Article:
They have dark eyes as well, which are often surrounded by a striking white ring. Again, mockingbirds have yellow eyes, so this is one good way to tell them apart. 

6. Warbling Vireo

warbling vireo

The warbling vireo is found throughout much of North and Central America.

This pretty little songbird is very similar in appearance to the mockingbird: both birds have light gray backs and wings with white underparts. Their body shapes are also similar, and they are both known for singing loud, distinctive songs.

However, warbling vireos are much smaller than mockingbirds, topping out at around 4 to 5 inches long. They also have dark brown eyes which help to set them apart from mockingbirds. 

Listen to the warbling vireo sing its song in the video below:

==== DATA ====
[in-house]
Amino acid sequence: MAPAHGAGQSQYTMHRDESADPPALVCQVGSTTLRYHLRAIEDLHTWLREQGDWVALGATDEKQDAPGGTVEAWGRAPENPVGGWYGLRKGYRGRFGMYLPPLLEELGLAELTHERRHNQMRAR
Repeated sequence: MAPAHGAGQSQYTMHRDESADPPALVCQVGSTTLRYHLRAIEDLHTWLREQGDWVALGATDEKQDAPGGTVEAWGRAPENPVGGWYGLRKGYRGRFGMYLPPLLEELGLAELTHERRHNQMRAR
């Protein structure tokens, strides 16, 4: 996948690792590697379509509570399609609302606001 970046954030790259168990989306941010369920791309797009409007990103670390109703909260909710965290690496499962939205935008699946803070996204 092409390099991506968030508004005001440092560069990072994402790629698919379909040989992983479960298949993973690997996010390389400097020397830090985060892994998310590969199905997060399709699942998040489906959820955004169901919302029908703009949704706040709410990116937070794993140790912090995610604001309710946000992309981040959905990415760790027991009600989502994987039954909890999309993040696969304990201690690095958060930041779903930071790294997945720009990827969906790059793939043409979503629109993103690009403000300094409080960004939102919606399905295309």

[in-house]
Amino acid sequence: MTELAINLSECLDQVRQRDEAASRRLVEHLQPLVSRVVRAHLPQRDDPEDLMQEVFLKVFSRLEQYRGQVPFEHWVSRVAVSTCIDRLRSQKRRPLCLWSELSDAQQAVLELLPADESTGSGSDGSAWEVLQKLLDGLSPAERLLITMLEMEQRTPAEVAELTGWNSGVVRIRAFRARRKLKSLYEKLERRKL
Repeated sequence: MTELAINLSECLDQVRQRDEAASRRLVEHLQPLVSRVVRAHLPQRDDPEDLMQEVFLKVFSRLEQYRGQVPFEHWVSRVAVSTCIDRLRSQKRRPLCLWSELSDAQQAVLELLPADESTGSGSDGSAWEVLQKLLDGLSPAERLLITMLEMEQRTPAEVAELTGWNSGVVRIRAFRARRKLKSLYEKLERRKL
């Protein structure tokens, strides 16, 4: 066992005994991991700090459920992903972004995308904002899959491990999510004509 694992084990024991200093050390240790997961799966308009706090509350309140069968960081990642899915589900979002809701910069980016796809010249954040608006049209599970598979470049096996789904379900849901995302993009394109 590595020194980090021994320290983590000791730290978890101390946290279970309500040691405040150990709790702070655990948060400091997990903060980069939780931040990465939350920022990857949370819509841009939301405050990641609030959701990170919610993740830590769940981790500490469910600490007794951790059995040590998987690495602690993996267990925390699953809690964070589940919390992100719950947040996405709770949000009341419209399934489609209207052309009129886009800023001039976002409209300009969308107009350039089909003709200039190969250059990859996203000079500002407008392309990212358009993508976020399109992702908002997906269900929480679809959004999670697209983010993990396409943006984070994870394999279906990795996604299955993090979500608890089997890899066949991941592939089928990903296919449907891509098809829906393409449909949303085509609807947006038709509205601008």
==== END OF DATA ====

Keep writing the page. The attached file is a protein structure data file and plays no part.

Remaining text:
7. Sage Thrashers

Sage thrashers are found primarily in the western United States and northern Mexico.

These birds are slightly smaller than mockingbirds, but the size difference would be hard to notice unless they were sitting beside each other. Both sage thrashers and mockingbirds have similar-looking yellow eyes and body shapes.

The main thing that sets them apart is the coloring and patterning of the sage thrashers. These birds are gray to brown-gray in color, and their lighter underparts are covered in dark gray-brown spots.

8. Kingbirds

Two types of kingbird are similar in appearance to the mockingbird: the eastern kingbird and the gray kingbird.

The eastern kingbird is widely distributed throughout much of the United States, and it overwinters in parts of Central and South America. The gray kingbird has a much smaller range and is mostly limited to the Caribbean Islands and a few coastal regions of the Americas.

Both of these birds are gray in color, and they are similar in size to the mockingbird. They both have darker backs, heads, tails, and wings with lighter bellies, just as mockingbirds do.